Help! Why is the scale not moving?
You wake up on the day of the week for your weigh-in, either at a clinic or at home. The number on the scale shows the same thing it did last week…and the week before that…maybe even for the past few months. Why is the scale not moving? It seems you’ve hit a weight loss plateau.
Understandably, some feelings related to the scale not moving can include frustration and disappointment. You might also be confused as to why you’re at this point. Below are 7 strategies straight from the dietitian’s mouth (or keyboard…) to help you get to the other side of a weight plateau and continue towards your goal.
Weight loss plateau – why this occurs
There are different reasons why a weight loss plateau can occur.
First, there is the explanation of the body adjusting to its new size and needs. The metabolic rate changes, so you end up losing less weight. Research shows, though, that this is more likely to just slow the rate of loss rather than lead to a complete stall in losing weight (1).
The second reason is much more likely: it is almost impossible to perfectly adhere to a diet regimen day-in and day-out. When there are enough small increases in food consumption, it impacts weight loss and the scale stops moving. The change in diet intake could be so slight you may not even realize it (1).
Tip #1: Avoid cutting back too much
Often our first step in weight loss efforts is cutting back on what and how much we eat. You don’t want to cut back by too much, though. At a certain point of taking in too little, the body goes into “starvation mode” and your weight loss could begin to stall. The body doesn’t think it is getting enough food to maintain basic needs; therefore, it wants to hold onto whatever it has at the time.
If this is a possibility for your stalled weight loss, try eating additional calories (100-200 or so, don’t go overboard!), or include an extra serving of healthy fat/lean protein.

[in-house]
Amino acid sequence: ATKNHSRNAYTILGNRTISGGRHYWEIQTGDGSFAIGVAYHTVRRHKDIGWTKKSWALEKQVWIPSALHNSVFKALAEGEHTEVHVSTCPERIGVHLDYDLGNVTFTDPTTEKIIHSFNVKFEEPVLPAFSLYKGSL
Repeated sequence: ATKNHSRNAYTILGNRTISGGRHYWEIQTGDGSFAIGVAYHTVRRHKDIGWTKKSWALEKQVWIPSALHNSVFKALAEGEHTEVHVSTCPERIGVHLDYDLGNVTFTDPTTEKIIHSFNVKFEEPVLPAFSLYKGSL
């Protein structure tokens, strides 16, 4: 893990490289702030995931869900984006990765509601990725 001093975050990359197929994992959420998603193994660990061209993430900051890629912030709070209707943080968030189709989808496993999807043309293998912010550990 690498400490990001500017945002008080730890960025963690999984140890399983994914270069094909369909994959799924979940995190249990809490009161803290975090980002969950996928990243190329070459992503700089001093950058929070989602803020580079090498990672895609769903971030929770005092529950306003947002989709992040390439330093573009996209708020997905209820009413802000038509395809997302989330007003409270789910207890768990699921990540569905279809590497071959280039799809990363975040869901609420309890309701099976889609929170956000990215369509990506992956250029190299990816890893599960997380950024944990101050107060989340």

Tip #2: Overcome a weight loss plateau…by eating carbs
Currently, there are several terms being thrown around in the world of diets and meal planning. Keto, very low/no-carb, high protein…they all point to a diet perceived to contain low or minimal carbohydrate content. You still need your carbohydrates, though.
Simple carbohydrates (sweets, juices, baked goods, etc.) are more refined, low in fiber, and can lead to an increase in cravings. Complex carbohydrates are higher in fiber, which means they keep you satisfied after meals and for longer. By eating more complex carbs (whole grains, fruits, vegetables, and legumes), you can sustain your appetite and hopefully prevent overeating later on.
Carbohydrates should not be eliminated, but balance is key. The recommended intake of carbohydrates is 45-65% of daily calories. If someone has diabetes, insulin resistance, or PCOS, fewer carbs are likely required when compared to the average healthy person. Thus, aiming for the lower end of the range is better in these cases.
Tip #3: Increase exercise
As your body loses weight, the number on the scale is not the only thing decreasing. Your metabolic rate goes down because of losing some lean body mass. While the goal is to lose fat, some muscle may be lost as well. Additionally, the body uses a lesser amount of calories to perform the same jobs it has been doing (2).
If you are already including exercise as part of a healthy lifestyle, that’s great! However, you may need to increase or change what you’re doing. If you aren’t currently exercising along with your improved diet, this would be a great time to add some in.
Because of the reduction in the body’s metabolic rate, you need to burn more calories in another way. Cutting back calorie intake further may not be an option, but adding exercise to your routine can make the difference.